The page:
A rap by Pablo Sudoku explains the steps to save a life from a cardiorespiratory arrest


A rap by Pablo Gómez, known as Pablo Sudoku, explains the steps to save a life from a cardiorespiratory arrest. The video clip is already on the network and has been viewed by almost 28,000 people who, along with the music, have known the three fundamental steps to save a life in a case of cardiorespiratory arrest: the recognition of symptoms and emergency call (061/112), the rapid and adequate start of CPR techniques and early defibrillation, if there is an external automated defibrillator.

This unique initiative is part of the actions carried out by the Ministry of Health and Families under the title '# You can also save a life' and also include the edition of a Basic Life Support Manual (SVB) and Automated External Defibrillation (DEA), carried out by Iavante -Foundation Progreso y Salud and in collaboration with the Public Health Emergency Company (EPES). This manual is available on the web www.iavante.es And its download is free.

The Minister of Health and Families, Jesús Aguirre, said in a statement "the importance of develop singular actions and that have a high impact to publicize and train citizens in the basic maneuvers of action before a cardiorespiratory arrest, an essential knowledge that can increase the chances of survival by more than 50 percent. "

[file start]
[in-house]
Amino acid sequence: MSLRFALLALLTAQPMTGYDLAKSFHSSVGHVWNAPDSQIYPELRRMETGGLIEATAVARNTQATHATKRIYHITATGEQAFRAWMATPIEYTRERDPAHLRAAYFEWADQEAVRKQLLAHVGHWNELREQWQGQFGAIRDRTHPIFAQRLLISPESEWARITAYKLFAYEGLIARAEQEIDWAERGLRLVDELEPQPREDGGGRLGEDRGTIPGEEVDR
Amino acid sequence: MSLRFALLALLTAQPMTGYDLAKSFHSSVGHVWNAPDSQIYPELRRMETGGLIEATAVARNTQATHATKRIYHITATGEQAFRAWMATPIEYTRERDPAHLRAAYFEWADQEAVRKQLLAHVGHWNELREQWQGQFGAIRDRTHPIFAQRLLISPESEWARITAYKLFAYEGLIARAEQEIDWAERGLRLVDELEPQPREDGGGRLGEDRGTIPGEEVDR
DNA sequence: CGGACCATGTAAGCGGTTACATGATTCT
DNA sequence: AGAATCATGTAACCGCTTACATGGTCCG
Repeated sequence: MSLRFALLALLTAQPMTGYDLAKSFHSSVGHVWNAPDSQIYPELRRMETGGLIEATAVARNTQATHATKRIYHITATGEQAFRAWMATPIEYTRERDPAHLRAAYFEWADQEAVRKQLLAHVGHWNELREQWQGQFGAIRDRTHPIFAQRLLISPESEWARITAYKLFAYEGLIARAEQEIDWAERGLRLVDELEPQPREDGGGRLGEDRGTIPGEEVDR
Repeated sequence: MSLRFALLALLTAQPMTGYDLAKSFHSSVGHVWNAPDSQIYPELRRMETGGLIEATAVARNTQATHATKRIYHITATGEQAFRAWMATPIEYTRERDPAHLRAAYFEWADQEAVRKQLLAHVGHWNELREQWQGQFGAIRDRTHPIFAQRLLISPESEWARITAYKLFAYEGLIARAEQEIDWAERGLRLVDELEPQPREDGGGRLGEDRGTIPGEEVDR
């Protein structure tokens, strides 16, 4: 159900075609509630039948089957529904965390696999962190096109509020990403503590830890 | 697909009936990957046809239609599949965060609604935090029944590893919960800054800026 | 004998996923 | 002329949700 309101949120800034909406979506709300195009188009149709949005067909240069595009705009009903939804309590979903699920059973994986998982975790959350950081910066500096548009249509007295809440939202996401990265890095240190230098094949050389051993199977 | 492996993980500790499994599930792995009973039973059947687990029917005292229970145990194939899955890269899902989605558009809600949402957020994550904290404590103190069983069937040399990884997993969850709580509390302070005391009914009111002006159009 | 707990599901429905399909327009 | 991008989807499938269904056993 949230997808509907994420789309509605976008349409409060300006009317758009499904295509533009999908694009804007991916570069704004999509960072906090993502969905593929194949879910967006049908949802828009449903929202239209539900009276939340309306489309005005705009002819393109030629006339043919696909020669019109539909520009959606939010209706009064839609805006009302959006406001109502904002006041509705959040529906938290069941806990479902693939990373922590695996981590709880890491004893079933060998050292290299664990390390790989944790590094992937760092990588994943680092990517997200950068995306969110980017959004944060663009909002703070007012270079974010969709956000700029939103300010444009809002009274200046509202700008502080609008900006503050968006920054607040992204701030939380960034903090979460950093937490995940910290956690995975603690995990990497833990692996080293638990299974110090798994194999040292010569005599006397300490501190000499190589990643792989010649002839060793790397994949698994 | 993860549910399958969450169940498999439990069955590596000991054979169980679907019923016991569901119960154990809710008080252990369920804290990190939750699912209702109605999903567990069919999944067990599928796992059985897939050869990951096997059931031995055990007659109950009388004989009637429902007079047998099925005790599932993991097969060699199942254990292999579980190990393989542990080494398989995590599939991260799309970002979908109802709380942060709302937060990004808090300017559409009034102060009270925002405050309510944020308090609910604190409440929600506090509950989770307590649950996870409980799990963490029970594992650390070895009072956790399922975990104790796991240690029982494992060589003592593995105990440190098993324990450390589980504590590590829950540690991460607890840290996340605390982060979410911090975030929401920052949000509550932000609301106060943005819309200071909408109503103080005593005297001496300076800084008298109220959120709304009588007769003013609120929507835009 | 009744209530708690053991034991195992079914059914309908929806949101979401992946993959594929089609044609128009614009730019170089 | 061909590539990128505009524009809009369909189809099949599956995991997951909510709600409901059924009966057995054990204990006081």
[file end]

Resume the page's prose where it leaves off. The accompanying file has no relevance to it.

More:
Likewise, the teaching material that the Ministry of Health and Families makes available to Andalusian educational centers for training in this area, specifically, has been announced. a poster and a presentation which gathers precisely and clearly the steps to follow in case of witnessing a cardiorespiratory arrest.

Cardiorespiratory arrest

A cardiorespiratory arrest involves the sudden and unexpected cessation of blood circulation and spontaneous breathing and, therefore, the cessation of oxygen supply to vital organs, the brain being especially affected. According to the Spanish Cardiopulmonary Resuscitation Council, in Spain it is estimated that some 50,000 annual stops, of which 30,000 would be extrahospital.

These types of situations are time-dependent (every minute of delayed attention to cardiac arrest decreases the chances of surviving it by ten percent), so the correct and early attention on the part of witnesses or first interveners while the help of health professionals arrives would significantly reduce mortality and irreversible neurological effects.

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